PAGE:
Prague might be the perfect city for you to visit if you’re an architectural buff and bohemian style lover, but did you know that you could also feed your astronomical “geekness” when you visit Prague?
Prague is the proud host of Prague Orloj, or Prague Astronomical Clock. This is a medieval astronomical clock that is considered to be the third oldest in the world and the oldest one still working.
In theory, the Orloj can be considered as a medieval planetarium, displaying the current state of the universe with extreme accuracy.
But, what makes this clock so famous?
Well, it is the combination of beautiful design with the “mechanical show” it provides every hour. Crowds gather below the clock, even 15 minutes before the hour, to be able to see the clock in action.
So, let me give you a brief explanation of what the clock is… and some history along the way.
When looking at the clock you’ll see three main mechanisms, which are: the astronomical dial (located on the top. Shows the position of the sun and moon, the zodiacal ring, the old Czech time scale to indicate the time of sunset, and other astronomical details), a calendar with medallions (located below. Represents the months), and “The Walk of the Apostles” (shows figures of the apostles at the hour, every hour, as well as the figure of death represented as a skeleton).
The clock was installed in the southern wall of the Old Town City Hall in 1410. (When looking for it, you will not be able to see it from the Town Square; you have to go on the left side of the City Hall to see the clock)
One of the interesting things about the clock is that the entire composition and mechanism see today wasn’t fully installed in the original conception. They were added progressively.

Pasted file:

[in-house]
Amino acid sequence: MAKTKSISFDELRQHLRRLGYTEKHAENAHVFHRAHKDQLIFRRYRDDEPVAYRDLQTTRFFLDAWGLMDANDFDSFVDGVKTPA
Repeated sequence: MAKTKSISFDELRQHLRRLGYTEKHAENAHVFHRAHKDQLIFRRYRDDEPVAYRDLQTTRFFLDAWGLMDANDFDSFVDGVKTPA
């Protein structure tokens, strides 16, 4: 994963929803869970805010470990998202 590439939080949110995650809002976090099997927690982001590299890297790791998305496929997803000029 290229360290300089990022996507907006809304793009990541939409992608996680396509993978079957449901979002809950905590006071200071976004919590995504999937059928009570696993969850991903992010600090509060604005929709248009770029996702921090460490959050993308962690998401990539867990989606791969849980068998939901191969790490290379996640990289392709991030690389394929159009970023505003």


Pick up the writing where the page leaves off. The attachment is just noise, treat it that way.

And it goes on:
The mechanical clock and astronomical dial were originally installed in 1410 and they were designed by clockmaker Mikuláš of Kadaň and mathematician Jan Šindel.
The craftsman Hanus Carolinum, originally accredited with the creation of the Orloj, actually only did some repairs in 1490 and during these repairs he added the calendar dial under the astronomical dial. In addition, the Vladislav Gothic (Czech Republic’s version of Flamboyant gothic) sculptures and decorations we see today around the clock were added.
According the legend, the Old Town councilors blinded Hanus with a hot poker so that he could not recreate another similar clock in any other city (as not to overshadow the beauty and fame of this one). And, before he died, Hanus climbed the tower of the clock (blind) and took revenge by breaking the mechanism so bad that no one could repair it. Supposedly, over decades people died trying or they went mad. Hmmm…
Then, in the 17th century, the third and last mechanism was added; the moving figures. But, it wasn’t until a major repair in 1865-66 that the moving figures became apostles.
Of course, while it is the oldest astronomical clock to still be in function, the Prague Orloj had several breakdowns and malfunctions throughout the course of its history. Among the most notable “malfunction moments” were in 1787 and 1861, when the clock was almost sold to scrap because there was no money to repair it, and during the Prague Uprising in May 8, 1945, when Germans fired towards the southwest façade of the Old Town Square. The City Hall suffered serious fire damage, including the burning of the wooden sculptures and calendar dial face of the clock. The clock stood motionless for three years, until in 1948 Vojtěch Sucharda repaired the machinery and restored the wooden apostles.
Still to this day the clock is working flawlessly (of course, after many repairs). But, why keep this astronomical clock alive? Well, not only it is a beautiful piece of art and machinery, but according to another legend, the skeleton (you can see it on the image to the right) has the power of foretelling the future and says that the city will “suffer if the clock is damaged for a long time”.
I think that’s enough encouragement for me to keep the clock running! I wouldn’t want beautiful Prague to suffer!
Have you seen the Orloj? What did you think of it?